Using a type of human stem cell, researchers at Johns Hopkins University School of Medicine in the US say they have created a three-dimensional complement of human retinal tissue in the laboratory that includes functioning photoreceptor cells capable of responding to light – the first step in the process of converting it into visual images.
“We have basically created a miniature human retina in a dish that not only has the architectural organisation of the retina but also has the ability to sense light,” says study leader Dr M Valeria Canto-Soler, an assistant professor of ophthalmology at the Johns Hopkins University School of Medicine. She says the work, reported online in the journal Nature Communications, “advances opportunities for vision-saving research and may ultimately lead to technologies that restore vision in people with retinal diseases”.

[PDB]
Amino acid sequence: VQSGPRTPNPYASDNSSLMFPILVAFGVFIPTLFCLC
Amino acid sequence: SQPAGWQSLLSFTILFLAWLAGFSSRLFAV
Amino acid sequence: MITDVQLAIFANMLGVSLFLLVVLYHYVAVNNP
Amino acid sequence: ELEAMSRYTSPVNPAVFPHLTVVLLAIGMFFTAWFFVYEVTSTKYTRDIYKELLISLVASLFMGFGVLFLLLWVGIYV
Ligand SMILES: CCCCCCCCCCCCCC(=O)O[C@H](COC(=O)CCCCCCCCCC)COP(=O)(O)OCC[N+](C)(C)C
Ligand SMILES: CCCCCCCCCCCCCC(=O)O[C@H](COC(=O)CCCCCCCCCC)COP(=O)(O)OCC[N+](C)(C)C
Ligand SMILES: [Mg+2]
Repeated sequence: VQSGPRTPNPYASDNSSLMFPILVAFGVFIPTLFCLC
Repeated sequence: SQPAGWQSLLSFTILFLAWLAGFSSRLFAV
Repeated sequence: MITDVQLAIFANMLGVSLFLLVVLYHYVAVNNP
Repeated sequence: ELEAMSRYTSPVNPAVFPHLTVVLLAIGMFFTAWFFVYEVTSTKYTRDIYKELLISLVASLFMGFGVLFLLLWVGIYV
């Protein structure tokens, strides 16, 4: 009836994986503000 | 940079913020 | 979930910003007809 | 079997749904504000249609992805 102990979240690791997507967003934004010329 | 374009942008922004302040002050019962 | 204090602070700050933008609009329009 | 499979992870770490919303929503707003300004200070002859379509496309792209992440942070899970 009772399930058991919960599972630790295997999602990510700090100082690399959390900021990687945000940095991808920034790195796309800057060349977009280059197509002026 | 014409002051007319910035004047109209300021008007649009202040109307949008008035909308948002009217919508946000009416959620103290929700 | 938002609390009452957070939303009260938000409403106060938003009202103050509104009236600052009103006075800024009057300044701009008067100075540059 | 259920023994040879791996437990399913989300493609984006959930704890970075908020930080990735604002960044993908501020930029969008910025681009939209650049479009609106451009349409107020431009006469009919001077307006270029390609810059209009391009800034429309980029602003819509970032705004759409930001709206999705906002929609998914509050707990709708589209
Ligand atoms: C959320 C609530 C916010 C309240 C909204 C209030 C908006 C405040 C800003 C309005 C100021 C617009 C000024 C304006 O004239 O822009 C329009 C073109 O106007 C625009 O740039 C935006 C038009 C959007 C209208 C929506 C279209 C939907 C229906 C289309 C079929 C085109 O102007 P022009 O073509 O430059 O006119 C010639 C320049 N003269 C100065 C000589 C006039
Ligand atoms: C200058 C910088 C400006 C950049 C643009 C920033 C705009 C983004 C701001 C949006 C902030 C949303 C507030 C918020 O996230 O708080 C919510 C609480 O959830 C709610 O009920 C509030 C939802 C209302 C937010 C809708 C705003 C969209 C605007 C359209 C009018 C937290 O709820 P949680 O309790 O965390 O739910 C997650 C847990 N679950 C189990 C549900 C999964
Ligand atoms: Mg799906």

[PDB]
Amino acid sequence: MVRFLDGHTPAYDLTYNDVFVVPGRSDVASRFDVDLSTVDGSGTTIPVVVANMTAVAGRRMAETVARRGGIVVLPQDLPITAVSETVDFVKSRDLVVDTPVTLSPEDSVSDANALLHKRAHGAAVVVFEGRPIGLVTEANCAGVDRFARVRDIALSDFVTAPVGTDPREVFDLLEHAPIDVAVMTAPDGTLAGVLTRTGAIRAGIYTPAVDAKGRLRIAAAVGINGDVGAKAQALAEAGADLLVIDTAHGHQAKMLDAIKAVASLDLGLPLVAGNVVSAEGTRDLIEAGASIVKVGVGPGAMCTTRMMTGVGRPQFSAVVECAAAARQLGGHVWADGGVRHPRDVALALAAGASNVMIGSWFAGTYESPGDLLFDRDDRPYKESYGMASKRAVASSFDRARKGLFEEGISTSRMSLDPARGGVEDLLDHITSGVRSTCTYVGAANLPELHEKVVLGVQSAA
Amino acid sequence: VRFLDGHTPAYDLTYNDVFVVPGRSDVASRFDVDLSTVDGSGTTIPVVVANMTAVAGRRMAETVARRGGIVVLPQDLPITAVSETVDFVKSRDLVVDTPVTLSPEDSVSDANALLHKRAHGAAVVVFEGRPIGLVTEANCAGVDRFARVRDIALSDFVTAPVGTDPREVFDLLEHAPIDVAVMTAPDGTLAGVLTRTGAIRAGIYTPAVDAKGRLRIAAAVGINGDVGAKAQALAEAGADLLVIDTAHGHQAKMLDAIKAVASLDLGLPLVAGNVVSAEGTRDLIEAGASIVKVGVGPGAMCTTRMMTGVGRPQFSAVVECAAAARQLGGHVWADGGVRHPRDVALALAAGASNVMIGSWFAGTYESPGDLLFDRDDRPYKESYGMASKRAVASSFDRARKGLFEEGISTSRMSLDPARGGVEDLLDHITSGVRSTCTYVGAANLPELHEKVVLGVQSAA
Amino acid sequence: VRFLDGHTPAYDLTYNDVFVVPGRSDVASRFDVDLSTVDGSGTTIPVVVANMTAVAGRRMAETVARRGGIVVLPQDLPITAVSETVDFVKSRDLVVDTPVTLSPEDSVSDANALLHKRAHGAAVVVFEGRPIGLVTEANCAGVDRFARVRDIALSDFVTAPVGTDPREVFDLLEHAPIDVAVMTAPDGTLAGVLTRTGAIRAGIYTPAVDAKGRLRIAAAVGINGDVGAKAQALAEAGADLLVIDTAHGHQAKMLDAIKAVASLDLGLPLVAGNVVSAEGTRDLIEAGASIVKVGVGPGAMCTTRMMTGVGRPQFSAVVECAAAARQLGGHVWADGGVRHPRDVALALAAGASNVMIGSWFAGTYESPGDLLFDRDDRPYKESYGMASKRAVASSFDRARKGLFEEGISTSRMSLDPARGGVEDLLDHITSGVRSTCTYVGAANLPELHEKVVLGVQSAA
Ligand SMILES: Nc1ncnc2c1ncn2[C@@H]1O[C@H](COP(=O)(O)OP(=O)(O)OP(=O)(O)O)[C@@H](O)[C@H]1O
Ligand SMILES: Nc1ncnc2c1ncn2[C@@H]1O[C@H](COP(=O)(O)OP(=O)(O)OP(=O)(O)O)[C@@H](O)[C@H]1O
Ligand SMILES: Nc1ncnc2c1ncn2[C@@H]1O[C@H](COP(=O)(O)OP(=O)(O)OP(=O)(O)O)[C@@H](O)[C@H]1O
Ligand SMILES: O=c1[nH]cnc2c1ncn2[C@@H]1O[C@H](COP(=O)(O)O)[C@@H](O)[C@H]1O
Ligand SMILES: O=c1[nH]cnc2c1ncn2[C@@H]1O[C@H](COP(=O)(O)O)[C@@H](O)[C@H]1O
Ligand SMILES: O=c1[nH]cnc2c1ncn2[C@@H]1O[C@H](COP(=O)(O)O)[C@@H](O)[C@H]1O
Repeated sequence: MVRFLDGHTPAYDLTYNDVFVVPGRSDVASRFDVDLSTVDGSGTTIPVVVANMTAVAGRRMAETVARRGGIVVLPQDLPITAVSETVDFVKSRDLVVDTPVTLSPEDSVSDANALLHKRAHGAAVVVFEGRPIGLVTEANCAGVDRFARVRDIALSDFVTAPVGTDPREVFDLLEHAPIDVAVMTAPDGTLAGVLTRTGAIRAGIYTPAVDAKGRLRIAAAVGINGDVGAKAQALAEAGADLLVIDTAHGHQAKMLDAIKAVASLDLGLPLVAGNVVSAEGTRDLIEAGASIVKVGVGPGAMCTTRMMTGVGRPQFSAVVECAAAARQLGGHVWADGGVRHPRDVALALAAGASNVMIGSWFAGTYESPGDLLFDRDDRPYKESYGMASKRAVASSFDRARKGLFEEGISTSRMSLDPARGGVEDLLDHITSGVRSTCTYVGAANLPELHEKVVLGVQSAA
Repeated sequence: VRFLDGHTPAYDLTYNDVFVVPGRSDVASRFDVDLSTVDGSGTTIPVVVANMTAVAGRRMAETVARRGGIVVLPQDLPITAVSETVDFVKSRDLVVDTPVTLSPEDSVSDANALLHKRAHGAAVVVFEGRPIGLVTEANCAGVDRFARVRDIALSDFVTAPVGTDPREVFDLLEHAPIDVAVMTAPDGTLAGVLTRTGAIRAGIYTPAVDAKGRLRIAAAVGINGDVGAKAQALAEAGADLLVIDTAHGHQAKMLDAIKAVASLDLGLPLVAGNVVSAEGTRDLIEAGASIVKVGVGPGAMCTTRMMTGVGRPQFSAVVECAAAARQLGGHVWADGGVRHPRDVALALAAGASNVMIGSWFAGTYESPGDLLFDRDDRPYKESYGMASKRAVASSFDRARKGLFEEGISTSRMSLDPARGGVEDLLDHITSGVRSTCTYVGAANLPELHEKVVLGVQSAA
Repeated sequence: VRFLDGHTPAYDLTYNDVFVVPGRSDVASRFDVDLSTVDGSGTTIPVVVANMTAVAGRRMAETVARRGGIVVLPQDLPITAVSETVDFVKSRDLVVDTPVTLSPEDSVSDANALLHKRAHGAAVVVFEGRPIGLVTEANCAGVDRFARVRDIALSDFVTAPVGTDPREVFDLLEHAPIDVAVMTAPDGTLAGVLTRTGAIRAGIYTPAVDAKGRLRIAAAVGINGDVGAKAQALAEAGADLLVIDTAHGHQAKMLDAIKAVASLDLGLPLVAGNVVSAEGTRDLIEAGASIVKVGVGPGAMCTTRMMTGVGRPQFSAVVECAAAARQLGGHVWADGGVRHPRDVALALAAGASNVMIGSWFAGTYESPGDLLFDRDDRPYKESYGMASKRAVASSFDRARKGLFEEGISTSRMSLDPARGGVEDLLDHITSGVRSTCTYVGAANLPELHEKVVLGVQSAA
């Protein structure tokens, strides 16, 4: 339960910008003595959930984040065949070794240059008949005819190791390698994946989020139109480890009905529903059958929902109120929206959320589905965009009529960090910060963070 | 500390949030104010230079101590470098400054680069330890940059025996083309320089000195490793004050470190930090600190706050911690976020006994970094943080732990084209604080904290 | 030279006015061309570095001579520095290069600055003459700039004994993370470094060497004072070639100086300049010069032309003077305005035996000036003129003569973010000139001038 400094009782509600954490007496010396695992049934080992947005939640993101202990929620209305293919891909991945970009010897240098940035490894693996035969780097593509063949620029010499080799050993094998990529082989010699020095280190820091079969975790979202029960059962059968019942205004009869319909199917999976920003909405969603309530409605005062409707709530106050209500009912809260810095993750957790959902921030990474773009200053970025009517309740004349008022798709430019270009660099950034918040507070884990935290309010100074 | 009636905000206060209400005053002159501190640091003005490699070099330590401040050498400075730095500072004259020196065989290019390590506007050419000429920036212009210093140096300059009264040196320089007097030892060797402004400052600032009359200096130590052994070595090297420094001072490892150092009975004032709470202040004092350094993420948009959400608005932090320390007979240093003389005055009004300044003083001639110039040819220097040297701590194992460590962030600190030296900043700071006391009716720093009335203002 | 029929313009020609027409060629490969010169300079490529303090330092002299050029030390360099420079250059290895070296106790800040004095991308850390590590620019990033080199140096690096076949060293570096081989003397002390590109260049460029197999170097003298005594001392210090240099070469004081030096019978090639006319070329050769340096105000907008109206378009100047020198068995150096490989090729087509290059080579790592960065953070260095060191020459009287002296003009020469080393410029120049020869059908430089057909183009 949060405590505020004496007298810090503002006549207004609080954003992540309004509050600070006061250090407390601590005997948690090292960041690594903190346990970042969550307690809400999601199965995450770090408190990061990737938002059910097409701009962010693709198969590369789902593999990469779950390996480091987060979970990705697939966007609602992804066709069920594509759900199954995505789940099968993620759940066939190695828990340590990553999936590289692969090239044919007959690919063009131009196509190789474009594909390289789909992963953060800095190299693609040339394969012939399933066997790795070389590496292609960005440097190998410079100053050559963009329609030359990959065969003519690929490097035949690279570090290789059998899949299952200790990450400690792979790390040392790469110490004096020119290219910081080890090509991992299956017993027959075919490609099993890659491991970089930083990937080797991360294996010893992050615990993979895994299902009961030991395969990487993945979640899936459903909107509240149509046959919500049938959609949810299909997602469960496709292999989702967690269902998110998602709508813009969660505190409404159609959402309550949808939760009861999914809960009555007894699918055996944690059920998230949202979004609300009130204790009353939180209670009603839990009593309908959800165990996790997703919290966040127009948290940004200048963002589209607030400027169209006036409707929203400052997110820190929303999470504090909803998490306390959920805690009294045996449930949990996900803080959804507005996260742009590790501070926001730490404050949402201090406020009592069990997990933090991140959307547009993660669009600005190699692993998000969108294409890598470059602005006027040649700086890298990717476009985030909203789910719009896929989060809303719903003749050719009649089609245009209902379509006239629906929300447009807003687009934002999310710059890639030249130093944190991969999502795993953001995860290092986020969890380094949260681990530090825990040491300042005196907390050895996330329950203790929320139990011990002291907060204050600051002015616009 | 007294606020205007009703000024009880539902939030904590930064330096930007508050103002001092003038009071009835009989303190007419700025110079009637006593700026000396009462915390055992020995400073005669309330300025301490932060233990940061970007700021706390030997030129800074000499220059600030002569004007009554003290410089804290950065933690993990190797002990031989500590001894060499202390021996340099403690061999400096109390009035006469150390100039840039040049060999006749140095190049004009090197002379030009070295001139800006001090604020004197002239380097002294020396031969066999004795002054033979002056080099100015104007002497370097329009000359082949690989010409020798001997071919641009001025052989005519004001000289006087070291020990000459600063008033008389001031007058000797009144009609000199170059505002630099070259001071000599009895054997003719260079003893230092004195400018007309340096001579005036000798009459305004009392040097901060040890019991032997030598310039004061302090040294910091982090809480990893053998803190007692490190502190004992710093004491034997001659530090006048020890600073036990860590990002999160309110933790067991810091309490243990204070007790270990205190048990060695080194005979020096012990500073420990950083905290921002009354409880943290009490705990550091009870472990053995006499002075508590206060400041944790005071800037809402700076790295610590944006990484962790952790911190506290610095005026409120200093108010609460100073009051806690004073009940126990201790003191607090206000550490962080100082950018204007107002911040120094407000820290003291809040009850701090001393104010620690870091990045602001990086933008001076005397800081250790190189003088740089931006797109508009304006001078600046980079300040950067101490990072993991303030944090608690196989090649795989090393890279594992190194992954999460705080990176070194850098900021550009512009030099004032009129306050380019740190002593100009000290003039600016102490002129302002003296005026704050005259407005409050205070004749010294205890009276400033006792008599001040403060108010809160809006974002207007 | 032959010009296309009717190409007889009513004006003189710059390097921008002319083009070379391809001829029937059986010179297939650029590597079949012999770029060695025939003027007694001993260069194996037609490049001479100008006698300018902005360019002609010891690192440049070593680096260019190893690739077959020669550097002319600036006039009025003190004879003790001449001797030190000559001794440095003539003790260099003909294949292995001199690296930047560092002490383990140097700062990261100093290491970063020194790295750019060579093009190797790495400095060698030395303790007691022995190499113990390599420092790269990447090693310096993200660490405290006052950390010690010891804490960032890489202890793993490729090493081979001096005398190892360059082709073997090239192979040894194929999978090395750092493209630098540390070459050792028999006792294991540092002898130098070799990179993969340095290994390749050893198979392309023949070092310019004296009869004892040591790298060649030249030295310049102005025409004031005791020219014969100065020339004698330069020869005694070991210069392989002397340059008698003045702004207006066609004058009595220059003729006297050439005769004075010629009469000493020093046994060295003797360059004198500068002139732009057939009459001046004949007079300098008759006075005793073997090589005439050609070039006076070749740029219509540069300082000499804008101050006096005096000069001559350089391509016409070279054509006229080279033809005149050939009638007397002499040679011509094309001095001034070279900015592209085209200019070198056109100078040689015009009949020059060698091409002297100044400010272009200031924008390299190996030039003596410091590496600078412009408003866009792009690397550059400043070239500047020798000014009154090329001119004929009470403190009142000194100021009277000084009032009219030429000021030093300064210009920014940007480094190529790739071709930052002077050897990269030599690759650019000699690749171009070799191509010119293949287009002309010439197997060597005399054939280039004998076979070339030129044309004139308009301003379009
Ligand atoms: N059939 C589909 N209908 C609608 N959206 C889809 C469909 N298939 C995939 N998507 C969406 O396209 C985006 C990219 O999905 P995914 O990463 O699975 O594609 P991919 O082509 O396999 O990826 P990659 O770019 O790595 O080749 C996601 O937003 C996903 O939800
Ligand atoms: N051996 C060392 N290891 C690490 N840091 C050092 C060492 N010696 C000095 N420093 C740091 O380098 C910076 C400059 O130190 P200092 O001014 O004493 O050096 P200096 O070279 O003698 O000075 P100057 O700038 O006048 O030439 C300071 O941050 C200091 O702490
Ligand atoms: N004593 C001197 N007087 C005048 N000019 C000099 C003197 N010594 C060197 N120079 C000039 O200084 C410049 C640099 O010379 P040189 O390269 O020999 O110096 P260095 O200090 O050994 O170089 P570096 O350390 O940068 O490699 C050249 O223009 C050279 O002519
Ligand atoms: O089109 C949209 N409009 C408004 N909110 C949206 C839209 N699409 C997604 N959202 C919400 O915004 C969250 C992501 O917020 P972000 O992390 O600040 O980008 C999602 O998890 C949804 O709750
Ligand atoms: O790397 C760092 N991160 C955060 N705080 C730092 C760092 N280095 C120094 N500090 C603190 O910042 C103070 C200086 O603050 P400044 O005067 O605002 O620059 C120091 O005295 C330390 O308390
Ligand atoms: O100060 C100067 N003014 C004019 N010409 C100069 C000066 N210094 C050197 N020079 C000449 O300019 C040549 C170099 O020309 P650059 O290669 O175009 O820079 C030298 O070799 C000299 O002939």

Like many processes in the body, vision depends on many different types of cells working in concert, in this case to turn light into something that can be recognised by the brain as an image. Canto-Soler cautions that photoreceptors are only part of the story in the complex eye-brain process of vision, and her lab hasn’t yet recreated all of the functions of the human eye and its links to the visual cortex of the brain. “Is our lab retina capable of producing a visual signal that the brain can interpret into an image? Probably not, but this is a good start,” she says.
According to the Johns Hopkins newsroom, the achievement emerged from experiments with human induced pluripotent stem cells (iPS) and could, eventually, enable genetically engineered retinal cell transplants that halt or even reverse a patient’s march toward blindness. The iPS cells are adult cells that have been genetically reprogrammed to their most primitive state. Under the right circumstances, they can develop into most or all of the 200 cell types in the human body. In this case, the Johns Hopkins team turned them into retinal progenitor cells destined to form light-sensitive retinal tissue that lines the back of the eye: ergo, retina in a dish.
Source: Johns Hopkins